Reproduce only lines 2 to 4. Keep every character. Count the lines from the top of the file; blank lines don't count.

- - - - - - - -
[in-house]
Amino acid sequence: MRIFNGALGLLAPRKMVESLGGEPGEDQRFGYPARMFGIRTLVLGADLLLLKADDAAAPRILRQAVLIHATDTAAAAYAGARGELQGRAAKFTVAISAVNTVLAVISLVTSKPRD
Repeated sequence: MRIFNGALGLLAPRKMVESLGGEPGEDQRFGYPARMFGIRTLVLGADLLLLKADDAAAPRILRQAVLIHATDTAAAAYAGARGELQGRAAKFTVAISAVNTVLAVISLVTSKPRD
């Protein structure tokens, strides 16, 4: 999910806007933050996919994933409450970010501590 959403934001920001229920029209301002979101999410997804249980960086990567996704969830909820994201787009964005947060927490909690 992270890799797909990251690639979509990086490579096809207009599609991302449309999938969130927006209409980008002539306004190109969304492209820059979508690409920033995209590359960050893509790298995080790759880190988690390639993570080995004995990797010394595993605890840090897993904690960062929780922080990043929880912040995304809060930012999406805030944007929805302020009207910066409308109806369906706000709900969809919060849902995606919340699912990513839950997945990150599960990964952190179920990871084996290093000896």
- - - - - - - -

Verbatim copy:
Amino acid sequence: MRIFNGALGLLAPRKMVESLGGEPGEDQRFGYPARMFGIRTLVLGADLLLLKADDAAAPRILRQAVLIHATDTAAAAYAGARGELQGRAAKFTVAISAVNTVLAVISLVTSKPRD
Repeated sequence: MRIFNGALGLLAPRKMVESLGGEPGEDQRFGYPARMFGIRTLVLGADLLLLKADDAAAPRILRQAVLIHATDTAAAAYAGARGELQGRAAKFTVAISAVNTVLAVISLVTSKPRD
């Protein structure tokens, strides 16, 4: 999910806007933050996919994933409450970010501590 959403934001920001229920029209301002979101999410997804249980960086990567996704969830909820994201787009964005947060927490909690 992270890799797909990251690639979509990086490579096809207009599609991302449309999938969130927006209409980008002539306004190109969304492209820059979508690409920033995209590359960050893509790298995080790759880190988690390639993570080995004995990797010394595993605890840090897993904690960062929780922080990043929880912040995304809060930012999406805030944007929805302020009207910066409308109806369906706000709900969809919060849902995606919340699912990513839950997945990150599960990964952190179920990871084996290093000896």